Palmer Park, parties, and Chief Pontiac

EDIT (as of 10/24/11): Thanks to those of you who joined us for the tour on Saturday! We had a lovely time meeting lots of new people, telling historical tales and reveling in the perfect fall weather. If you are looking for the historical photos of the old Log Cabin that I mentioned, you can find them here.

Hi pals. I have some neat posts in the hopper for you. Less “book book book!” and more of the old-timey, ramble-y, nerdy stuff you come here for. Next week is going to be a good week for reading, so clear some space on your calendar.

Meanwhile: Housekeeping!

1. FRIENDLY REMINDER: Palmer Park tour tomorrow

I had my tour orientation last weekend and let me tell you: this tour is pretty special. I will be stationed at the first tour stop, the Log Cabin, talking about Senator Thomas W. Palmer, his wife Lizzie, and the history of the park itself. But then the tour moves on to the historic apartment district that winds along the perimeter of the park, and especially if you are an architecture lover, it is a fantastic neighborhood to see on foot, first-hand.

Back in the 1920s, the Palmer Park district was located right on the interurban railway, running from the riverfront all the way to Pontiac. Full of cafes and bars, restaurants and theaters, Palmer Park attracted a diverse, vibrant, and often wealthy array of residents. The apartments, mostly commissioned between the 1920s and 1960s, display a variety of architectural styles, from an imposing Harry Potter-y English Tudor lodge to blocks of ostentatious Moorish designs and sleek, modern Art Deco lines. There’s a beautiful former Jewish temple back there and a sneaky Albert Kahn apartment building, commissioned by Walter Owen Briggs for Briggs Manufacturing Company workers who were having trouble finding apartments that would allow children.

Maybe you had relatives who lived in this neighborhood. Maybe YOU lived in this neighborhood! My dad had premarital counseling with his Rabbi in this neighborhood. It’s living history and it’s well-worth seeing.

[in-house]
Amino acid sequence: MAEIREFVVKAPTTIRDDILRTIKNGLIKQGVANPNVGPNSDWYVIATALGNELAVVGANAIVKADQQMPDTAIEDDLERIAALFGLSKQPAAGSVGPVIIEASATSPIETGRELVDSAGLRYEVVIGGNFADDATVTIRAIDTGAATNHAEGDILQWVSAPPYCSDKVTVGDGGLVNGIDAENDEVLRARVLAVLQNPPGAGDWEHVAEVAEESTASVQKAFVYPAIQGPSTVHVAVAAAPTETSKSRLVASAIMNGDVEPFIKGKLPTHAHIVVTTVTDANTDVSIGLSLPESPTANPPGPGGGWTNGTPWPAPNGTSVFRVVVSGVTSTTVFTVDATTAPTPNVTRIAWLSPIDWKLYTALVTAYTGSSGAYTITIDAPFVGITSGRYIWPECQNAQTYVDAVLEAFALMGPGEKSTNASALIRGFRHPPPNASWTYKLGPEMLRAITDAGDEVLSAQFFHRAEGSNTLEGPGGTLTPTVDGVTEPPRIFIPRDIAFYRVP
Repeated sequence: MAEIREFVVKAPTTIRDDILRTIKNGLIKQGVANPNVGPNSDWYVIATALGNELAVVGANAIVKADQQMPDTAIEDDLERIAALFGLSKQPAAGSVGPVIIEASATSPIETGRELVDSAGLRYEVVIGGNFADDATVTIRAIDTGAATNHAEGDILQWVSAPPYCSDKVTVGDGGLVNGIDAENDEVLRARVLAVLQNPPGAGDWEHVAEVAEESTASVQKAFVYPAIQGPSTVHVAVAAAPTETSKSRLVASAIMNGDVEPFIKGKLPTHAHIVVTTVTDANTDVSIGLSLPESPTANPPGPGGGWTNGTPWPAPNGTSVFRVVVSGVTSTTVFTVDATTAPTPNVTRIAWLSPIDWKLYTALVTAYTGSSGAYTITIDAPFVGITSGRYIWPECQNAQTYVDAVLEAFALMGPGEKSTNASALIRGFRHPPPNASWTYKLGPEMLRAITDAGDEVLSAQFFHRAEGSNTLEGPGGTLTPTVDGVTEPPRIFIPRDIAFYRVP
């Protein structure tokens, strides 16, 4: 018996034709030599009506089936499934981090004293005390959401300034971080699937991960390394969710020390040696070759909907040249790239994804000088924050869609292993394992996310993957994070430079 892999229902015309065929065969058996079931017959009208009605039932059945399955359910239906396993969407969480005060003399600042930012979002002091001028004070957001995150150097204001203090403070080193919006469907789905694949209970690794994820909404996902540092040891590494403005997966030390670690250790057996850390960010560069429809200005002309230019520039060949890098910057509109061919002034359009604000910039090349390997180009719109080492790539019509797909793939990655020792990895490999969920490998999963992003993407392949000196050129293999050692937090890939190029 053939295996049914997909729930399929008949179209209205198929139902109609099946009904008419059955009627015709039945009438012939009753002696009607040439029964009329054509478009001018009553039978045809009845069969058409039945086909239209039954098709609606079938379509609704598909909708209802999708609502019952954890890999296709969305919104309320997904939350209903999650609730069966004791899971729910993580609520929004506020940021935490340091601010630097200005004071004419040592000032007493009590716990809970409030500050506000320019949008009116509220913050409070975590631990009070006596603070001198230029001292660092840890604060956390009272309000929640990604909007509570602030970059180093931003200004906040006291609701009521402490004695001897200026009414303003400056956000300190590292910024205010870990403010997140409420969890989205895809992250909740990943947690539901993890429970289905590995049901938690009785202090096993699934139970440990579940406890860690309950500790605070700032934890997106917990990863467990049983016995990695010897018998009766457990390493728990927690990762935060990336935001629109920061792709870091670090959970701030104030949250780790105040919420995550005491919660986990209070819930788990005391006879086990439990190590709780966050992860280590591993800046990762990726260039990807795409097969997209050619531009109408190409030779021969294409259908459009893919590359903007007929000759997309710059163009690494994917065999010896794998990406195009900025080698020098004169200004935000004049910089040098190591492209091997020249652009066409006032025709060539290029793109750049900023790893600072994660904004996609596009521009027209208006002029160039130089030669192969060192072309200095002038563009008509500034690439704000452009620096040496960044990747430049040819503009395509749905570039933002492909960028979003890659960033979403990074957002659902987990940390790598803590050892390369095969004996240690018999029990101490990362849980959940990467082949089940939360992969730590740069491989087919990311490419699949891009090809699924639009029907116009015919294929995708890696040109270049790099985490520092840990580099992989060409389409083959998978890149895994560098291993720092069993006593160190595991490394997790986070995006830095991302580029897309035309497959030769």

Register here or in person tomorrow. (Tours run every 15 minutes between 12 and 2 p.m.) The tour fee includes a beautiful souvenir book, cider and donuts, and afterward there are hayrides and a bonfire.


These people aren’t invited.*

But you are! I made a whole page about it over here that you can share with your mom, your friends, and your favorite media personalities.

There’s a Facebook page, too. So it’s officially official. It’s free, it’s November 9, it’s at the Historical Museum,¬†and all you have to do is show up. For cake. And hilarity.

*Clockwise from top left: Gabriel Richard; Emily Virginia Mason; Silas Farmer; Hiram Walker; Hazen Pingree; Clara Ward.


Thanks for making it through the housekeeping. Now take 15 minutes to nerd out with Brian Mulloy of Michigan Essay who gave this talk about Chief Pontiac, “Detroit’s Original Badass,” at the TEDx Detroit conference last month.

Minutes after Brian started speaking, someone tweeted at me: “Uh, this guy is the boy version of you.”

To be frank I am kind of jealous that I didn’t come up with a talk like this first. It’s great. Enjoy it.

#chief pontiac#detroit historical society#hidden history of detroit#my book#palmer park#palmer park apartment#tours